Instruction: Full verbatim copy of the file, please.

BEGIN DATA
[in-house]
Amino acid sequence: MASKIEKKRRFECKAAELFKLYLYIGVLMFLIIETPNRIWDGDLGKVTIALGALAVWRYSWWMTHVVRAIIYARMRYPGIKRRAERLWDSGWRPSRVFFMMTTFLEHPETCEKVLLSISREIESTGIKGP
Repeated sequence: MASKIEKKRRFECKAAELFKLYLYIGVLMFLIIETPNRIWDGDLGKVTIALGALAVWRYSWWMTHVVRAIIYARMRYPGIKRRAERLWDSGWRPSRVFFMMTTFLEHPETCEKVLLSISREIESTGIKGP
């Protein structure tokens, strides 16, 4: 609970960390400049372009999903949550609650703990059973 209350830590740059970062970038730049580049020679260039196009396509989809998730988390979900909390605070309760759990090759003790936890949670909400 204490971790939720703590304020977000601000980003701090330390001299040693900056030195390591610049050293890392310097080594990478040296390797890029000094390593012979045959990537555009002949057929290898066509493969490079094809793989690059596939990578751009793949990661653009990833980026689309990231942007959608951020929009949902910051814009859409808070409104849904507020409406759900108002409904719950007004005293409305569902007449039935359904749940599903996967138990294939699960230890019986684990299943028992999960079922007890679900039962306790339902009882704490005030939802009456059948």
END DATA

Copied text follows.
[in-house]
Amino acid sequence: MASKIEKKRRFECKAAELFKLYLYIGVLMFLIIETPNRIWDGDLGKVTIALGALAVWRYSWWMTHVVRAIIYARMRYPGIKRRAERLWDSGWRPSRVFFMMTTFLEHPETCEKVLLSISREIESTGIKGP
Repeated sequence: MASKIEKKRRFECKAAELFKLYLYIGVLMFLIIETPNRIWDGDLGKVTIALGALAVWRYSWWMTHVVRAIIYARMRYPGIKRRAERLWDSGWRPSRVFFMMTTFLEHPETCEKVLLSISREIESTGIKGP
């Protein structure tokens, strides 16, 4: 609970960390400049372009999903949550609650703990059973 209350830590740059970062970038730049580049020679260039196009396509989809998730988390979900909390605070309760759990090759003790936890949670909400 204490971790939720703590304020977000601000980003701090330390001299040693900056030195390591610049050293890392310097080594990478040296390797890029000094390593012979045959990537555009002949057929290898066509493969490079094809793989690059596939990578751009793949990661653009990833980026689309990231942007959608951020929009949902910051814009859409808070409104849904507020409406759900108002409904719950007004005293409305569902007449039935359904749940599903996967138990294939699960230890019986684990299943028992999960079922007890679900039962306790339902009882704490005030939802009456059948």